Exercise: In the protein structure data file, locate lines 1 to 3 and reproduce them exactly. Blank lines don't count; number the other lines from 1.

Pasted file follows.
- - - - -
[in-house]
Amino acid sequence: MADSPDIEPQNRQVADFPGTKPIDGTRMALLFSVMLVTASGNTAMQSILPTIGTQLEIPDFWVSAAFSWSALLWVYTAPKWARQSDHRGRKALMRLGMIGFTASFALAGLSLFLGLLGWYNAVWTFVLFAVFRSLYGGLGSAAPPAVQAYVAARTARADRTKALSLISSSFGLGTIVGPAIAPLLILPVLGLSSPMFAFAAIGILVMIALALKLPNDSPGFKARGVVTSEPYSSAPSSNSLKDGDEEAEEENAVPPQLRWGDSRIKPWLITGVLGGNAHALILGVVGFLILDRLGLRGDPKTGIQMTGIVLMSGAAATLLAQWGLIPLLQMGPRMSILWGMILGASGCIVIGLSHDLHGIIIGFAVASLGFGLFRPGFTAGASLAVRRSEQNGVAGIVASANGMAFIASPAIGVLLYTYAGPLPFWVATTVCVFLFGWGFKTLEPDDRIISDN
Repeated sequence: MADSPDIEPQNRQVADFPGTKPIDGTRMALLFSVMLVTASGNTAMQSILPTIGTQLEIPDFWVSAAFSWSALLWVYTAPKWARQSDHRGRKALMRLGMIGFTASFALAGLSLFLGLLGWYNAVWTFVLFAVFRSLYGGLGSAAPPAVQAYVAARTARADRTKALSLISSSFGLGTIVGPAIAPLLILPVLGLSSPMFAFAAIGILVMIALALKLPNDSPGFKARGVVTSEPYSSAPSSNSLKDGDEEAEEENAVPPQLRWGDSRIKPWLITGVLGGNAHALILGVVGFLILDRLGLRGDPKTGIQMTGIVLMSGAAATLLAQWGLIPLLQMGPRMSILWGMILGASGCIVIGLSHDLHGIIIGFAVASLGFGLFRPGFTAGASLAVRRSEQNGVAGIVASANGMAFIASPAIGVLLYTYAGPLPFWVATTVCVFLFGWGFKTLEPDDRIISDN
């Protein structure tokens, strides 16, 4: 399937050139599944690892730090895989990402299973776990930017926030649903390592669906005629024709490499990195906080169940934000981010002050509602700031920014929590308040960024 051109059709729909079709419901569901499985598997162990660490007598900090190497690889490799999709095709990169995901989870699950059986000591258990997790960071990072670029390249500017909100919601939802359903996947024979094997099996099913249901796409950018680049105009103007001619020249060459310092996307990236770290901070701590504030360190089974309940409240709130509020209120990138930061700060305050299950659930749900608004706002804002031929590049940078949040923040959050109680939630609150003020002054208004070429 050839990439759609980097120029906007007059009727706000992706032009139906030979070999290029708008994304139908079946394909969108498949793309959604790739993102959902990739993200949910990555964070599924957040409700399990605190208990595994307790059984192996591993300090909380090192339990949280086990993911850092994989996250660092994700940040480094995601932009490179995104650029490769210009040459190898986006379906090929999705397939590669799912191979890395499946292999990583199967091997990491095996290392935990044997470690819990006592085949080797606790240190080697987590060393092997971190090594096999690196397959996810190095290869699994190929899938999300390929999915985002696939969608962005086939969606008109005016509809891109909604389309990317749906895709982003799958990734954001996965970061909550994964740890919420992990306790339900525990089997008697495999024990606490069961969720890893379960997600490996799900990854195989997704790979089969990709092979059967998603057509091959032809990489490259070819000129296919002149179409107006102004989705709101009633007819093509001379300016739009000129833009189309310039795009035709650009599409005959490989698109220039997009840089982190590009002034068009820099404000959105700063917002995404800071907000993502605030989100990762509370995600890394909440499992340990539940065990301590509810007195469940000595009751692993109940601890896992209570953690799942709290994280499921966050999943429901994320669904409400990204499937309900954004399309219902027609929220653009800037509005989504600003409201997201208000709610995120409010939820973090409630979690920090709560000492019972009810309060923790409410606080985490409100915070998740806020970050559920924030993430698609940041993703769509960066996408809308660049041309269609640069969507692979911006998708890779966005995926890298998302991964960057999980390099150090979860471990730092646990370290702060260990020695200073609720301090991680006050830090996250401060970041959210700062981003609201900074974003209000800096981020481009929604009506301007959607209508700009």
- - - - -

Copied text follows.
[in-house]
Amino acid sequence: MADSPDIEPQNRQVADFPGTKPIDGTRMALLFSVMLVTASGNTAMQSILPTIGTQLEIPDFWVSAAFSWSALLWVYTAPKWARQSDHRGRKALMRLGMIGFTASFALAGLSLFLGLLGWYNAVWTFVLFAVFRSLYGGLGSAAPPAVQAYVAARTARADRTKALSLISSSFGLGTIVGPAIAPLLILPVLGLSSPMFAFAAIGILVMIALALKLPNDSPGFKARGVVTSEPYSSAPSSNSLKDGDEEAEEENAVPPQLRWGDSRIKPWLITGVLGGNAHALILGVVGFLILDRLGLRGDPKTGIQMTGIVLMSGAAATLLAQWGLIPLLQMGPRMSILWGMILGASGCIVIGLSHDLHGIIIGFAVASLGFGLFRPGFTAGASLAVRRSEQNGVAGIVASANGMAFIASPAIGVLLYTYAGPLPFWVATTVCVFLFGWGFKTLEPDDRIISDN
Repeated sequence: MADSPDIEPQNRQVADFPGTKPIDGTRMALLFSVMLVTASGNTAMQSILPTIGTQLEIPDFWVSAAFSWSALLWVYTAPKWARQSDHRGRKALMRLGMIGFTASFALAGLSLFLGLLGWYNAVWTFVLFAVFRSLYGGLGSAAPPAVQAYVAARTARADRTKALSLISSSFGLGTIVGPAIAPLLILPVLGLSSPMFAFAAIGILVMIALALKLPNDSPGFKARGVVTSEPYSSAPSSNSLKDGDEEAEEENAVPPQLRWGDSRIKPWLITGVLGGNAHALILGVVGFLILDRLGLRGDPKTGIQMTGIVLMSGAAATLLAQWGLIPLLQMGPRMSILWGMILGASGCIVIGLSHDLHGIIIGFAVASLGFGLFRPGFTAGASLAVRRSEQNGVAGIVASANGMAFIASPAIGVLLYTYAGPLPFWVATTVCVFLFGWGFKTLEPDDRIISDN